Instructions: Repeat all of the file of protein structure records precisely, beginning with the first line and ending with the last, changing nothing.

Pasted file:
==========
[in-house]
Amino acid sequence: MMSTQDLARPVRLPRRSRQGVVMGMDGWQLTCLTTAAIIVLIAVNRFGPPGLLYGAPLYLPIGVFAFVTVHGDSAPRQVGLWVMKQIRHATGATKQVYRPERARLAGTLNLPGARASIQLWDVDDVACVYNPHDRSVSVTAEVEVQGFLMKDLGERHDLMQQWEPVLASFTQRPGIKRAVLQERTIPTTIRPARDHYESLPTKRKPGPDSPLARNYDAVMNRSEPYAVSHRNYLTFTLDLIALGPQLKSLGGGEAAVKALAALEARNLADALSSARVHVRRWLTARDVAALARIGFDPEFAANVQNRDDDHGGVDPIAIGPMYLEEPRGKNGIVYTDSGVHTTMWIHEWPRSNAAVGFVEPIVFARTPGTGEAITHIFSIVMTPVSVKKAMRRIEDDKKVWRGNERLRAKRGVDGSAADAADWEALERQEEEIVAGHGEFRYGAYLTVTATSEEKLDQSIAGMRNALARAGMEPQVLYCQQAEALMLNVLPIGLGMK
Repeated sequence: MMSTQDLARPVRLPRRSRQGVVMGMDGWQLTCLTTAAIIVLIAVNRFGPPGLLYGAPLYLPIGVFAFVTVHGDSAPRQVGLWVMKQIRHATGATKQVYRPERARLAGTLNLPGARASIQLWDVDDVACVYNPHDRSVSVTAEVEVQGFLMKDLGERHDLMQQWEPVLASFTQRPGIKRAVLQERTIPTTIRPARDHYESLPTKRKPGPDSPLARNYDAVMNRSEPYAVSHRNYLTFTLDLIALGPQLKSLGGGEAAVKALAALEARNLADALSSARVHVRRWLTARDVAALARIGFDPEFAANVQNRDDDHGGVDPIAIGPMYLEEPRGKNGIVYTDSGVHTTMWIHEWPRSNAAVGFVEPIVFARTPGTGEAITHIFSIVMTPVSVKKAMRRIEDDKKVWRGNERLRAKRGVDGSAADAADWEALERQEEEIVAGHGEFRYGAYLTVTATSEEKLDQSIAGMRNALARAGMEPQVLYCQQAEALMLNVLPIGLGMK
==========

[in-house]
Amino acid sequence: MMSTQDLARPVRLPRRSRQGVVMGMDGWQLTCLTTAAIIVLIAVNRFGPPGLLYGAPLYLPIGVFAFVTVHGDSAPRQVGLWVMKQIRHATGATKQVYRPERARLAGTLNLPGARASIQLWDVDDVACVYNPHDRSVSVTAEVEVQGFLMKDLGERHDLMQQWEPVLASFTQRPGIKRAVLQERTIPTTIRPARDHYESLPTKRKPGPDSPLARNYDAVMNRSEPYAVSHRNYLTFTLDLIALGPQLKSLGGGEAAVKALAALEARNLADALSSARVHVRRWLTARDVAALARIGFDPEFAANVQNRDDDHGGVDPIAIGPMYLEEPRGKNGIVYTDSGVHTTMWIHEWPRSNAAVGFVEPIVFARTPGTGEAITHIFSIVMTPVSVKKAMRRIEDDKKVWRGNERLRAKRGVDGSAADAADWEALERQEEEIVAGHGEFRYGAYLTVTATSEEKLDQSIAGMRNALARAGMEPQVLYCQQAEALMLNVLPIGLGMK
Repeated sequence: MMSTQDLARPVRLPRRSRQGVVMGMDGWQLTCLTTAAIIVLIAVNRFGPPGLLYGAPLYLPIGVFAFVTVHGDSAPRQVGLWVMKQIRHATGATKQVYRPERARLAGTLNLPGARASIQLWDVDDVACVYNPHDRSVSVTAEVEVQGFLMKDLGERHDLMQQWEPVLASFTQRPGIKRAVLQERTIPTTIRPARDHYESLPTKRKPGPDSPLARNYDAVMNRSEPYAVSHRNYLTFTLDLIALGPQLKSLGGGEAAVKALAALEARNLADALSSARVHVRRWLTARDVAALARIGFDPEFAANVQNRDDDHGGVDPIAIGPMYLEEPRGKNGIVYTDSGVHTTMWIHEWPRSNAAVGFVEPIVFARTPGTGEAITHIFSIVMTPVSVKKAMRRIEDDKKVWRGNERLRAKRGVDGSAADAADWEALERQEEEIVAGHGEFRYGAYLTVTATSEEKLDQSIAGMRNALARAGMEPQVLYCQQAEALMLNVLPIGLGMK